Also posed as USC student in 1980s
Copyright Â© 2008 by Dave Copeland. All Rights reserved. Attribute all references to Dave Copeland.
Legendary vulture capitalist Stan Phelps fired Christopher Crowe — now believed to be the same man being held under the name Clark Rockefeller in Boston for abducting his seven year old daughter — for submitting a securities license application that used the social security number of David Berkowitz.
“Stan called me and said ‘You got to fire this guy’,” said one of Crowe’s former co-workers at Nikko Securities International, where he went to work after being fired by Phelps. Phelps “told me when he put the guy’s social security number through, it came back as David Berkowitz…I’m not sure if it was the same guy as Son of Sam, but it was strange.”
The source talked about working with Crowe with Dave Copeland, author of Blood and Volume: Inside New York’s Israeli Mafia. Copeland was the first to report that Crowe posed as a Wall Street trader. His reporting raises new questions on how Crowe was able to skirt the tight background Securities and Exchange Commission requirements for employees of investment firms. In addition to working for Phelps and Nikko, Crowe worked briefly for Kidder Peabody.
The job at Kidder Peabody ended suddenly when Crowe told his supervisor he needed a leave of absence to travel to South America, where his parents had been kidnapped and where he needed to pay a ransom. Crowe — who is believed to be he same man as Rockefeller — was fired and never heard from again.
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But one day later, two sources told Copeland, a FBI agent and a Connecticut State Police officer arrived at the offices of both Nikko and Kidder Peabody, looking to question Crowe about his possession of the truck of John Sohus. This week fingerprints matched Rockefeller to Christopher Chichester, a man listed by the Los Angeles County Sheriff’s Department as a “person of interest” in the 1985 disappernce of Sohus and his wife, Linda.
The source Copeland interviewed Thursday morning said Crowe once threatened a co-worker by saying “The next time you touch something on my desk, I’ll bring in my German Luger.” He also confirmed a previously reported story by Copeland that Crowe claimed to be the director Christopher Crowe, as well as hinting to links to European nobility.
“He affected this accent — I could never tell if it was that of a European national or German,” he said. “I just always assumed he was a German national.”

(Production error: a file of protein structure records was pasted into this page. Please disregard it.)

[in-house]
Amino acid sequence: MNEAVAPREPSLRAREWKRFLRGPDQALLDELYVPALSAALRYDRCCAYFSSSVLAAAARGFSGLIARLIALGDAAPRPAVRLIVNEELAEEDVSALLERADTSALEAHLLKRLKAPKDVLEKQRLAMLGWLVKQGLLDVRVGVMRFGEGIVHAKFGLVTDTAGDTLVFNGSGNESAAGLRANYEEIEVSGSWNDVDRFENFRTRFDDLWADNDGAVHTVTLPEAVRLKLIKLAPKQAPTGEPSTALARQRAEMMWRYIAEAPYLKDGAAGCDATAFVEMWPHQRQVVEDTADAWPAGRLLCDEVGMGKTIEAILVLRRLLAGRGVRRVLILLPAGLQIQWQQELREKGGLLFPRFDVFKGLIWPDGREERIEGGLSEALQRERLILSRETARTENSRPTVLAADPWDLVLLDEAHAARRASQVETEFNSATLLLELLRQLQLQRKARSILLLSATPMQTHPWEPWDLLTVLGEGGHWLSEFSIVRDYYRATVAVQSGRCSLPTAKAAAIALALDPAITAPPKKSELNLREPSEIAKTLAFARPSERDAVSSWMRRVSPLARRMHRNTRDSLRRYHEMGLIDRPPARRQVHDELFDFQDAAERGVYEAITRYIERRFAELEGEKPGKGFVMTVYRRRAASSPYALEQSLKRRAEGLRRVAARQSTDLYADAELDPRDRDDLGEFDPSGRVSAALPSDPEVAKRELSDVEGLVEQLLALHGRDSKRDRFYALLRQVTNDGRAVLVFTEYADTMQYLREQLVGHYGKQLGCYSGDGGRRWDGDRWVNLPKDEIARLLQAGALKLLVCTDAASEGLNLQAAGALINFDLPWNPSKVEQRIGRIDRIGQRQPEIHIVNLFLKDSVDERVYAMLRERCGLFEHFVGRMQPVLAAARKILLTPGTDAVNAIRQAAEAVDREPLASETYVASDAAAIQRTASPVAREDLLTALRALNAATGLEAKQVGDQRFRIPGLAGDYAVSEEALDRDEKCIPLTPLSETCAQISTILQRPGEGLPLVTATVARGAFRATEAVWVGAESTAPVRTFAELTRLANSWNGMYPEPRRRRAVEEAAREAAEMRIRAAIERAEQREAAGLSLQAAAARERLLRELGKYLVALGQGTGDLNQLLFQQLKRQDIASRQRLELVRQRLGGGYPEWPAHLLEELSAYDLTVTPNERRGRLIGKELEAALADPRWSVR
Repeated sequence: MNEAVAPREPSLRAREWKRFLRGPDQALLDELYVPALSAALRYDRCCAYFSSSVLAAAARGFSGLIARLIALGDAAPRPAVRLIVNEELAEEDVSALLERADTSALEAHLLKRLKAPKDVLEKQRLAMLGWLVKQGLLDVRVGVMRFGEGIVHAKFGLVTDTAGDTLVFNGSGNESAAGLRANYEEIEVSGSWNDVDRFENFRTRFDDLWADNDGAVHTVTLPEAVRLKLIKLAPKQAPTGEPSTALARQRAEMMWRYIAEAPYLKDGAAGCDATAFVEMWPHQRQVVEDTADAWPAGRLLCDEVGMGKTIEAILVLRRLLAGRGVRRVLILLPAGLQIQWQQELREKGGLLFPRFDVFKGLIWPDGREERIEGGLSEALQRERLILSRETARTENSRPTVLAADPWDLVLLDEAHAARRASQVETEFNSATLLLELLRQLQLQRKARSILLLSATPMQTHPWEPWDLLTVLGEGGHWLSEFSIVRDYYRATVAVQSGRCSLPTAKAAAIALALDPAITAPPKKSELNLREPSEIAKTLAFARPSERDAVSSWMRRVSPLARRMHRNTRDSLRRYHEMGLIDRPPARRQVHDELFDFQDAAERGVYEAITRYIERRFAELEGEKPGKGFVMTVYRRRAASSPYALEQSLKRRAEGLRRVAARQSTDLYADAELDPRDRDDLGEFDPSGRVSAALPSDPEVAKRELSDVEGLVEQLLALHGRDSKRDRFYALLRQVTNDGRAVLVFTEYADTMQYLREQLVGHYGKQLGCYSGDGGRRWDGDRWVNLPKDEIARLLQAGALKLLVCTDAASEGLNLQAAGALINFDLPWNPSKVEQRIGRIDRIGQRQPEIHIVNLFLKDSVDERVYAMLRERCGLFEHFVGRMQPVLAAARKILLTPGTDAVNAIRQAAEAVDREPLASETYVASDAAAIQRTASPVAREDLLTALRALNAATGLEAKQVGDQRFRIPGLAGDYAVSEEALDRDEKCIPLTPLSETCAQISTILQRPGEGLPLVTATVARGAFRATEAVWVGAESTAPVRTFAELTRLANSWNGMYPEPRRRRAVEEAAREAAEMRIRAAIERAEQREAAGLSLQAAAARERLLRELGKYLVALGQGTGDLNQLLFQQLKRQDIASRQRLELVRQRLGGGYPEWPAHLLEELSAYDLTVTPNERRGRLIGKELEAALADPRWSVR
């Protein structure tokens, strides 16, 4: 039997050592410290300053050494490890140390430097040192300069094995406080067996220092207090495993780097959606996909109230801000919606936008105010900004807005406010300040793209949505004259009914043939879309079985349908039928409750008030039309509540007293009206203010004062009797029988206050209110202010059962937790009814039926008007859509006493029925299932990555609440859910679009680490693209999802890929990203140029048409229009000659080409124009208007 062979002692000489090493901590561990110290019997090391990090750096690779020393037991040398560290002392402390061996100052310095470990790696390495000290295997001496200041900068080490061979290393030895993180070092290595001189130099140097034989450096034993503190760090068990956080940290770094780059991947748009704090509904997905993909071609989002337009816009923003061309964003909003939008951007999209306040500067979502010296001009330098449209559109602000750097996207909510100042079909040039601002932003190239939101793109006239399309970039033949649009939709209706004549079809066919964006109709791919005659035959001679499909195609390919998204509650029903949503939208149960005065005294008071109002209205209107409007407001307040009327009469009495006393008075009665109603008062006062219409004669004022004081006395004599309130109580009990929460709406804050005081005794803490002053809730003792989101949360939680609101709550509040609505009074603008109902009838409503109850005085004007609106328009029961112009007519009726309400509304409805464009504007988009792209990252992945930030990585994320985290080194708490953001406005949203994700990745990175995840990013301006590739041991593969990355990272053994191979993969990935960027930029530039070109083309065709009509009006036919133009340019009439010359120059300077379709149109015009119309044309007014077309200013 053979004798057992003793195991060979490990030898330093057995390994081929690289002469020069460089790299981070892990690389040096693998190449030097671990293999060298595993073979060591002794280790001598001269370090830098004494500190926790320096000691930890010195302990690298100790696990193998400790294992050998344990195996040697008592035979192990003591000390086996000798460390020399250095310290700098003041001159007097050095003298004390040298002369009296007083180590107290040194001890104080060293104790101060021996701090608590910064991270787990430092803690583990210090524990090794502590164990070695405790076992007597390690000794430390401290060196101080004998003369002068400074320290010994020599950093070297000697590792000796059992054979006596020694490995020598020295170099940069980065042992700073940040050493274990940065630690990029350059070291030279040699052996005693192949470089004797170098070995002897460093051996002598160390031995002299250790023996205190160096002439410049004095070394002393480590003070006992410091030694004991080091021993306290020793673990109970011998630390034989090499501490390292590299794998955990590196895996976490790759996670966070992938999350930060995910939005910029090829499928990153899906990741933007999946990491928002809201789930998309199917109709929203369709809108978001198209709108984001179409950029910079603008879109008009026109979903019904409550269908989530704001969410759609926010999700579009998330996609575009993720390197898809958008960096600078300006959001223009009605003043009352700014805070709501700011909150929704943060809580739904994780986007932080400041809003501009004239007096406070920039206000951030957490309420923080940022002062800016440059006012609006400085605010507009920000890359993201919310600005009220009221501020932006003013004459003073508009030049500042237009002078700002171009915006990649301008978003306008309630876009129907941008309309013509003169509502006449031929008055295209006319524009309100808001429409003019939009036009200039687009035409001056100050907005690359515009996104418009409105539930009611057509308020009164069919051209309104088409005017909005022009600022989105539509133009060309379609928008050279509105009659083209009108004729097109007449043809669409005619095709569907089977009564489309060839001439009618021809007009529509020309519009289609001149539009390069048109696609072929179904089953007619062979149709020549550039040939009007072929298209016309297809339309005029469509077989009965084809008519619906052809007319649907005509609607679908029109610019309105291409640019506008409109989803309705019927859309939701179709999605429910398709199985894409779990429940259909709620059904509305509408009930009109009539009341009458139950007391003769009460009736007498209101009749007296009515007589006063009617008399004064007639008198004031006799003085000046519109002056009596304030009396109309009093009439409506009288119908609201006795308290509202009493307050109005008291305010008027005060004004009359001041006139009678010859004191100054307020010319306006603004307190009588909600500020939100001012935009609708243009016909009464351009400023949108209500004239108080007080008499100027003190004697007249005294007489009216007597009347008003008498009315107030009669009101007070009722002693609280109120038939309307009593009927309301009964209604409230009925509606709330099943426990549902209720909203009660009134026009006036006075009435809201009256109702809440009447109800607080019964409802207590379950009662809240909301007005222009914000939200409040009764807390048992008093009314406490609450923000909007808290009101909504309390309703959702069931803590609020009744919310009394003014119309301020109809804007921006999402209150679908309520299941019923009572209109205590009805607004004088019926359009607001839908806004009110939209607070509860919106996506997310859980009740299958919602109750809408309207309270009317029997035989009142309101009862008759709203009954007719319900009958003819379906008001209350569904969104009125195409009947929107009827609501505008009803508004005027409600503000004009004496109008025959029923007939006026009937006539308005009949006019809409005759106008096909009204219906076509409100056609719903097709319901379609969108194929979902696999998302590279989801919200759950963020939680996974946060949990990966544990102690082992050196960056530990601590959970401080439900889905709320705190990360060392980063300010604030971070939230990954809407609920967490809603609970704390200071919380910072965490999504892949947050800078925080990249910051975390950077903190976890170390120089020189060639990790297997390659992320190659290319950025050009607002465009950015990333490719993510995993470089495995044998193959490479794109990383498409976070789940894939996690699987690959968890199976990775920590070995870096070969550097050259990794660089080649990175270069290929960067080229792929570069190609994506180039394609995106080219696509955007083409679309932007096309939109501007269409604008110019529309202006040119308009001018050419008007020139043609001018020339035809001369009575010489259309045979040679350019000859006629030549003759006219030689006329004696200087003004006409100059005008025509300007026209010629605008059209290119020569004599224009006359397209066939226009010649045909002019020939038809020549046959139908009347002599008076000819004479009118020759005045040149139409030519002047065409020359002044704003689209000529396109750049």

Meanwhile, Copeland learned Thursday that Rockefeller — under his Chichester persona — posed as a University of Southern California student in 1983 and 1984 and claimed that he was the Baronet of Chichester. Crowe also claimed he was the grandson of Sir Francis Chichester, the first person to sail single-handed around the world by the clipper route.
Rockefeller even had a business card made up, which alluded to his noble ties and which he handed out to friends and business associates:
Arleigh met Rockefeller in a film class at USC, when he was presumably living in the guest house of the Sohus’s San Marino home. Kerr and three other friends occasionally had dinner with Rockefeller before class, but soon grew suspicious of his stories.
“We were all interested in England, and traveling to England, yet he never wanted to talk about England,” Kerr said. “In fact, he was quite ignorant of England, and told us he had actually grown up in South Africa.”
Similarly, Rockefeller seemed to know little about sailing or the accomplishments of the man he claimed was his grandfather. As their suspicions mounted, the students reported their concerns to USC administrators. It was at that point it was learned that Rockefeller was not a student at the school and simply showed up at classes. Kerr said USC officials asked Rockefeller — who was then known as Chichester — to leave campus. He never saw him after that.
This week investigators arrived in Boston from Los Angeles after fingerprints matched Rockefeller to Chichester. The Sohuses disappeared without explanation in 1985. Nine years later human remains were found in the backyard of their home when the new owners hired contractors to install a pool. Those remains are believed to belong to John Sohus, who was 26 when he disappeared.
Dave Copeland is an investigative journalist who will continue to follow the Rockefeller case and report on his findings at www.davecopeland.com and other outlets. Tips and comments can be sent to email@example.com.